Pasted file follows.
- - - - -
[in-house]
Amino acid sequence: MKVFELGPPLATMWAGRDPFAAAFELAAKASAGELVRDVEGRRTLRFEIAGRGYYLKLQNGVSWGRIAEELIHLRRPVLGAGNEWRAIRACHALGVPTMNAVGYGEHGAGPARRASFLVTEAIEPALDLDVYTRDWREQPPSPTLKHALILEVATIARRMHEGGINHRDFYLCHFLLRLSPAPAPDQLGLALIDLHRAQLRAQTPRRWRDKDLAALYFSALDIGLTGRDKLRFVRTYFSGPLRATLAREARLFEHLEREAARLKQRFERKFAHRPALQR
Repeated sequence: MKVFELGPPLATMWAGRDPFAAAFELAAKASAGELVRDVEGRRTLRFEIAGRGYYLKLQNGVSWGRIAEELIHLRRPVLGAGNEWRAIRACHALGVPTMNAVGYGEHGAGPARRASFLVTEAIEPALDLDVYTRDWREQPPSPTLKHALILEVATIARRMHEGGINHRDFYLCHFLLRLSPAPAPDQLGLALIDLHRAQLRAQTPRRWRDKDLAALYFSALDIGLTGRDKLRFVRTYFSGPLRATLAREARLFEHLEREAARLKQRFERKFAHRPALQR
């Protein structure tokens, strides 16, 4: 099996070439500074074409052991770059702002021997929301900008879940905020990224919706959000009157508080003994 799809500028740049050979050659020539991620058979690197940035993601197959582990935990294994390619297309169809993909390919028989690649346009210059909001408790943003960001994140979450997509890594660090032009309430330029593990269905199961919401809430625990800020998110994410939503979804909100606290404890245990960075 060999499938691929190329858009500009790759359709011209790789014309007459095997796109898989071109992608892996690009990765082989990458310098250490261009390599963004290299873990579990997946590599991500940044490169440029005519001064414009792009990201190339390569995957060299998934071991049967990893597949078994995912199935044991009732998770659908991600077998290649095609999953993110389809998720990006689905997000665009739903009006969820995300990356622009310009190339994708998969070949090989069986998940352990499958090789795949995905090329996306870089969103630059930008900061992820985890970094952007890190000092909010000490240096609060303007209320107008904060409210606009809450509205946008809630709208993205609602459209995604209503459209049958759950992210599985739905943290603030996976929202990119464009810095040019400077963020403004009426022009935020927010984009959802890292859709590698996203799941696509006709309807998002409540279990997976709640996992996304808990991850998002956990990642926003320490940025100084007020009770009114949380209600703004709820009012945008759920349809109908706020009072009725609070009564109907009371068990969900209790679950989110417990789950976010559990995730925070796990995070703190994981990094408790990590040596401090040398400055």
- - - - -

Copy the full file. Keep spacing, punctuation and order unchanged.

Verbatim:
[in-house]
Amino acid sequence: MKVFELGPPLATMWAGRDPFAAAFELAAKASAGELVRDVEGRRTLRFEIAGRGYYLKLQNGVSWGRIAEELIHLRRPVLGAGNEWRAIRACHALGVPTMNAVGYGEHGAGPARRASFLVTEAIEPALDLDVYTRDWREQPPSPTLKHALILEVATIARRMHEGGINHRDFYLCHFLLRLSPAPAPDQLGLALIDLHRAQLRAQTPRRWRDKDLAALYFSALDIGLTGRDKLRFVRTYFSGPLRATLAREARLFEHLEREAARLKQRFERKFAHRPALQR
Repeated sequence: MKVFELGPPLATMWAGRDPFAAAFELAAKASAGELVRDVEGRRTLRFEIAGRGYYLKLQNGVSWGRIAEELIHLRRPVLGAGNEWRAIRACHALGVPTMNAVGYGEHGAGPARRASFLVTEAIEPALDLDVYTRDWREQPPSPTLKHALILEVATIARRMHEGGINHRDFYLCHFLLRLSPAPAPDQLGLALIDLHRAQLRAQTPRRWRDKDLAALYFSALDIGLTGRDKLRFVRTYFSGPLRATLAREARLFEHLEREAARLKQRFERKFAHRPALQR
């Protein structure tokens, strides 16, 4: 099996070439500074074409052991770059702002021997929301900008879940905020990224919706959000009157508080003994 799809500028740049050979050659020539991620058979690197940035993601197959582990935990294994390619297309169809993909390919028989690649346009210059909001408790943003960001994140979450997509890594660090032009309430330029593990269905199961919401809430625990800020998110994410939503979804909100606290404890245990960075 060999499938691929190329858009500009790759359709011209790789014309007459095997796109898989071109992608892996690009990765082989990458310098250490261009390599963004290299873990579990997946590599991500940044490169440029005519001064414009792009990201190339390569995957060299998934071991049967990893597949078994995912199935044991009732998770659908991600077998290649095609999953993110389809998720990006689905997000665009739903009006969820995300990356622009310009190339994708998969070949090989069986998940352990499958090789795949995905090329996306870089969103630059930008900061992820985890970094952007890190000092909010000490240096609060303007209320107008904060409210606009809450509205946008809630709208993205609602459209995604209503459209049958759950992210599985739905943290603030996976929202990119464009810095040019400077963020403004009426022009935020927010984009959802890292859709590698996203799941696509006709309807998002409540279990997976709640996992996304808990991850998002956990990642926003320490940025100084007020009770009114949380209600703004709820009012945008759920349809109908706020009072009725609070009564109907009371068990969900209790679950989110417990789950976010559990995730925070796990995070703190994981990094408790990590040596401090040398400055």